Too many irons in the fire is an idiom that dates back hundreds of years. We will examine the meaning of the common saying too many irons in the fire, where it came from, and some examples of its idiomatic usage in sentences.
Too many irons in the fire describes someone who is attempting to do too many things at once, someone who has divided his time between too many activities so that none of them are done well. It is inefficient and unfocused to have too many irons in the fire. The expression too many irons in the fire is derived from the trade of blacksmithing. If a blacksmith attempts to heat too many pieces of iron in his fire at once, it cools the fire and none of the pieces of iron will heat properly. The phrase too many irons in the fire dates back to the mid-1500s.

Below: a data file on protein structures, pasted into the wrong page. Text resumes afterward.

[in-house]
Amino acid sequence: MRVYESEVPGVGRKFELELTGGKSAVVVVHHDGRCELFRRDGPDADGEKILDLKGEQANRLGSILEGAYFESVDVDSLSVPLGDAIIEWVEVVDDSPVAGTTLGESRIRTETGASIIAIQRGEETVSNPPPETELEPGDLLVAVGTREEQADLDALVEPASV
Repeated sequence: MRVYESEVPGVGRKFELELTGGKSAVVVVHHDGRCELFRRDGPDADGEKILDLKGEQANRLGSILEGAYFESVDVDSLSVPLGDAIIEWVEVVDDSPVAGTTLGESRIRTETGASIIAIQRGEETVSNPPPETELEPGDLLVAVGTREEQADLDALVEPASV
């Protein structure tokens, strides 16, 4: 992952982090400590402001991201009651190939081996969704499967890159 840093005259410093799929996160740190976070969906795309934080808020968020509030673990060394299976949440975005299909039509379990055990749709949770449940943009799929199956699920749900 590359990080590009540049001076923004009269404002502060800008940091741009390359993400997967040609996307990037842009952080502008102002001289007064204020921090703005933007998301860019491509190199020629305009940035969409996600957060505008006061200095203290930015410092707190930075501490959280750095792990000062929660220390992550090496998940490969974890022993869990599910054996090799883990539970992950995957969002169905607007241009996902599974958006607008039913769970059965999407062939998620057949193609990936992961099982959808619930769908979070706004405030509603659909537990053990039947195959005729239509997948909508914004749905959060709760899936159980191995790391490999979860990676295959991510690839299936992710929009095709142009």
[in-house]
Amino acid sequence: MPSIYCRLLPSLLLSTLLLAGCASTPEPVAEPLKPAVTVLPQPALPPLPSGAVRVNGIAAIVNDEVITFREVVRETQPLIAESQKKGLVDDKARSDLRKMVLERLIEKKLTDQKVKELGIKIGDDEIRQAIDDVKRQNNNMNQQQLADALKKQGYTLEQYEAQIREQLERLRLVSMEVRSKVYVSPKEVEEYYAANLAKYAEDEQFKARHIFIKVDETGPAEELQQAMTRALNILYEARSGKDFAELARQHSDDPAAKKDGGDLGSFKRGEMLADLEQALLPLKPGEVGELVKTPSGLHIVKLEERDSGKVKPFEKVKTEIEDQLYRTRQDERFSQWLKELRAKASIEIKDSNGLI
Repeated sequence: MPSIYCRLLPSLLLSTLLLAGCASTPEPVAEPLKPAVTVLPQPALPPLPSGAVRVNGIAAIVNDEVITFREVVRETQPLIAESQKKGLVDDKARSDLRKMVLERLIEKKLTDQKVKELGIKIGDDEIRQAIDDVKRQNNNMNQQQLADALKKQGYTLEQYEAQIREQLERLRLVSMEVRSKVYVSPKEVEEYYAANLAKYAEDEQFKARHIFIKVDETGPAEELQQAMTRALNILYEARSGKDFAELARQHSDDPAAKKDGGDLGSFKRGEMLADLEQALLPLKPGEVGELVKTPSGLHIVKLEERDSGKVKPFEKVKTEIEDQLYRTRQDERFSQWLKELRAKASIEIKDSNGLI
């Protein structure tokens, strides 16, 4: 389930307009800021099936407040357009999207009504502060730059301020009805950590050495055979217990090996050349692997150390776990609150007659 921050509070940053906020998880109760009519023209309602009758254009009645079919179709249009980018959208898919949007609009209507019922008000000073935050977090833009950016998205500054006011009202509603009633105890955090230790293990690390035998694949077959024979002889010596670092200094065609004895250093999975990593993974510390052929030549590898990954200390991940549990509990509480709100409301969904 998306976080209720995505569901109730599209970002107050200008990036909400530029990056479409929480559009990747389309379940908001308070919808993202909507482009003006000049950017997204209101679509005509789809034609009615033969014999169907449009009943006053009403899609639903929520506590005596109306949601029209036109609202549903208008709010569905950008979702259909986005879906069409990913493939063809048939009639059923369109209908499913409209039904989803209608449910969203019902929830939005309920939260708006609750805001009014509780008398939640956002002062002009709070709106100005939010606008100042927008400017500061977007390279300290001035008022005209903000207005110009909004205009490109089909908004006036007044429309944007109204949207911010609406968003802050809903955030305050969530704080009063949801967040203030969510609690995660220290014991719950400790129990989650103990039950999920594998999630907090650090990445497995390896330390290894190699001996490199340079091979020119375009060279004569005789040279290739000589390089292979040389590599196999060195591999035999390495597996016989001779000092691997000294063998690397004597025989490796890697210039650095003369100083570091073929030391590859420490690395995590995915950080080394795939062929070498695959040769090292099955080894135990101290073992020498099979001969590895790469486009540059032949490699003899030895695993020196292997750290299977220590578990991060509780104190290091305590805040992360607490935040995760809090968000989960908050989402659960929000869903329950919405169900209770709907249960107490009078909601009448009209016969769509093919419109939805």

But with three young children to raise and coaching with the Southeast Iowa Soccer Academy, Kuechmann felt he had too many irons in the fire to dedicate his time properly to everything. (The Burlington Hawk Eye)
To a certain extent, the grain elevator used to take care of the mowing, but since it got damaged in a storm last June the elevator operator has had “too many irons in the fire” to take care of it anymore, so Grates has stepped up to do it. (The Journal-Advocate)
The job boosted his personal celebrity and arguably the paper’s profile, but he rapidly had too many irons in the fire in broadcasting for the BBC to give the paper his full attention or commitment. (The Guardian)